October 28, 2008
Vic Ryckaert, Indystar.com
The Marion County coroner's office said Monday that cocaine was in the system of a suspect who died after a metropolitan police officer used a Taser to subdue him in March.
Henry O. Bryant, 35, 3000 block of Cluster Pine Drive, died after officers used a Taser and chemical spray while they arrested him on a charge of public intoxication March 29 at O'Charley's restaurant, 5130 W. 38th St.
The coroner's office ruled that Bryant suffered a "sudden cardiac death" during the struggle with police, Chief Deputy Coroner Alfie Ballew said. Cocaine in Bryant's system and the electric shocks delivered by the Taser were ruled contributing factors, Ballew said.
The manner of death was determined to be homicide, Ballew said. Although homicide refers to a person killing another, not all homicides are determined to be criminal.
Officer Charles Martin, a 26-year veteran, was identified in reports as having used a department-issued Taser on Bryant. Another officer used chemical spray, the report said.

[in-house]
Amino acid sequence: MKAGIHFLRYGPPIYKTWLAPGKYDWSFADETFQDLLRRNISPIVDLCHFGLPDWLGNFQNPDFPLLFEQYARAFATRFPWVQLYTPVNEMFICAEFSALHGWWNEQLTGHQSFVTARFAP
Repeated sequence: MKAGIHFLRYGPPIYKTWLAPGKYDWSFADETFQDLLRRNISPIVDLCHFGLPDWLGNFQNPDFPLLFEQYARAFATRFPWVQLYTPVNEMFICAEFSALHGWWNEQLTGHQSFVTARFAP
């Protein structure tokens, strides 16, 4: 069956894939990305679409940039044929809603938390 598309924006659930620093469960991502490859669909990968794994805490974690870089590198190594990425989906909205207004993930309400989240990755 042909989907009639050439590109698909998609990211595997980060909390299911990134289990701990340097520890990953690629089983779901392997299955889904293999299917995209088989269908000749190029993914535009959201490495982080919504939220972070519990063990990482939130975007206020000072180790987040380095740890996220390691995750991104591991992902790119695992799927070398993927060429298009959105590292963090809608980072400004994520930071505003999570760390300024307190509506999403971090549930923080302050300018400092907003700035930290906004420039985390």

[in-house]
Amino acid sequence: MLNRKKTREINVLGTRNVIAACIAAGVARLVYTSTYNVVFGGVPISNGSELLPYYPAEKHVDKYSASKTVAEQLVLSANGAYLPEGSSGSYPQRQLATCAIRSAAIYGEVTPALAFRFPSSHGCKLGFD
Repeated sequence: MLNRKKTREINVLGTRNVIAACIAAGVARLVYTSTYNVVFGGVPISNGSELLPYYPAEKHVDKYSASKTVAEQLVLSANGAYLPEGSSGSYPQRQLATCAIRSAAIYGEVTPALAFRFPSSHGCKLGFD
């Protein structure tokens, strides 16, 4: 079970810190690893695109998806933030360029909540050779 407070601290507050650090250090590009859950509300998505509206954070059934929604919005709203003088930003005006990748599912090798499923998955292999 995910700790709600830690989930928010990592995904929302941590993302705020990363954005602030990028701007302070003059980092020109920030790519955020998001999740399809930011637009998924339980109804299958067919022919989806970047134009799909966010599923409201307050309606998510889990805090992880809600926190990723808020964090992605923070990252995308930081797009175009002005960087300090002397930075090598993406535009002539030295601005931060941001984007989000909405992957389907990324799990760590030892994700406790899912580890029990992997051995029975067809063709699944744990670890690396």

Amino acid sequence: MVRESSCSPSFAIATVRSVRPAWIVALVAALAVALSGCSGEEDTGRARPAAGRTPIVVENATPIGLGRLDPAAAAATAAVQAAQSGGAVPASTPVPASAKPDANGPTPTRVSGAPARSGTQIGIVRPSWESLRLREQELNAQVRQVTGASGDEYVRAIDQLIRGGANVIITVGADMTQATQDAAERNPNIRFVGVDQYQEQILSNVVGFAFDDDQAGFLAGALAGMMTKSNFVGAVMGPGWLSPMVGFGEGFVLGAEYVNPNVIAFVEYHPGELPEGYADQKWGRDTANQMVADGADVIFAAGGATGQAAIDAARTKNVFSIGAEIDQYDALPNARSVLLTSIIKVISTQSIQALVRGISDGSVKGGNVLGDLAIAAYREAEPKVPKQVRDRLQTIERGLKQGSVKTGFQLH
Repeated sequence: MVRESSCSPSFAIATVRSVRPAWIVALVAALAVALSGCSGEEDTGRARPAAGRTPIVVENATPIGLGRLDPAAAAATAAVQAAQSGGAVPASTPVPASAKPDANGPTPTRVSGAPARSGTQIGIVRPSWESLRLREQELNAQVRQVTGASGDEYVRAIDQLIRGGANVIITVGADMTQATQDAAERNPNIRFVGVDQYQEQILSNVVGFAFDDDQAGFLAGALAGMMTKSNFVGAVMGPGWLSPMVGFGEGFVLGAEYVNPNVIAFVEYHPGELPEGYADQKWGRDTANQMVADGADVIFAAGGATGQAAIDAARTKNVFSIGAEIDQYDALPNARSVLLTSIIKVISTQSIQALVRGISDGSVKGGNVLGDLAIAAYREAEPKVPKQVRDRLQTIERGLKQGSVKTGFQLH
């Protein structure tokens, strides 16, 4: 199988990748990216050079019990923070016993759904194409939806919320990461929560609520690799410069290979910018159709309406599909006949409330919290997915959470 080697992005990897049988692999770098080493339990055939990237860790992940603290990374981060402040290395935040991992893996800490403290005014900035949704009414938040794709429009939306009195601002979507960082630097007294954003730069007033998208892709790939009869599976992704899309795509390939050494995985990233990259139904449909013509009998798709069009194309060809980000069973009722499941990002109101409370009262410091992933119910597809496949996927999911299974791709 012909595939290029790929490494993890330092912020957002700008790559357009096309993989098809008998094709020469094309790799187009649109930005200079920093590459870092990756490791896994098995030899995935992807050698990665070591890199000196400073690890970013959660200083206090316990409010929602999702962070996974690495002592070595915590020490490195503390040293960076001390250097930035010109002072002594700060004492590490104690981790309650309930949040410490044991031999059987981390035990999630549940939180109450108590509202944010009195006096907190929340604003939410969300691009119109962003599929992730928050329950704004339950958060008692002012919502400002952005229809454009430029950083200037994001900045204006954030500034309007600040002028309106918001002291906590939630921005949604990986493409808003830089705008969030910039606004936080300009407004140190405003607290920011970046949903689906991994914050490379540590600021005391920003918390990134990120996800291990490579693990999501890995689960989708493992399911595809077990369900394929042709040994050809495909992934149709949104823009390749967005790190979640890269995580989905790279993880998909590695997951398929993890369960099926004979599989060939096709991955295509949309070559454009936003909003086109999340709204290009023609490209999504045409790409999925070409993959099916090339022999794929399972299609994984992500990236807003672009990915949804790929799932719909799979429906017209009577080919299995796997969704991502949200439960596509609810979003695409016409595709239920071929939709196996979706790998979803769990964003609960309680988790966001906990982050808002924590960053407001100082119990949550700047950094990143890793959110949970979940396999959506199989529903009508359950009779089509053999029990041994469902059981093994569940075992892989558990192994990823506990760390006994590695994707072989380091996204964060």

An internal investigation of the incident cleared the officers at the scene of any wrongdoing, Sgt. Paul Thompson said.
Jason R. Reese, an attorney for Bryant's family, said Bryant was not resisting arrest when the officers arrested him. The family intends to sue the department in federal court, Bryant said, but no suit had been filed by Monday.
The Taser incapacitates suspects by delivering up to 50,000 volts of low-amperage electricity through a direct stun or through two barbs shot into the body from up to 21 feet away.
According to Amnesty International, there were 307 Taser-related deaths from 2001 to Dec. 3, 2007, in the United States. The organization has argued that Tasers are being used as tools of routine force rather than as weapons of last resort.
A 2005 study by The Indianapolis Star found that Indianapolis police use of Tasers quadrupled from 2004 to 2005.
WELCOME to TRUTH ... not TASERS
Tuesday, October 28, 2008
October 28, 2008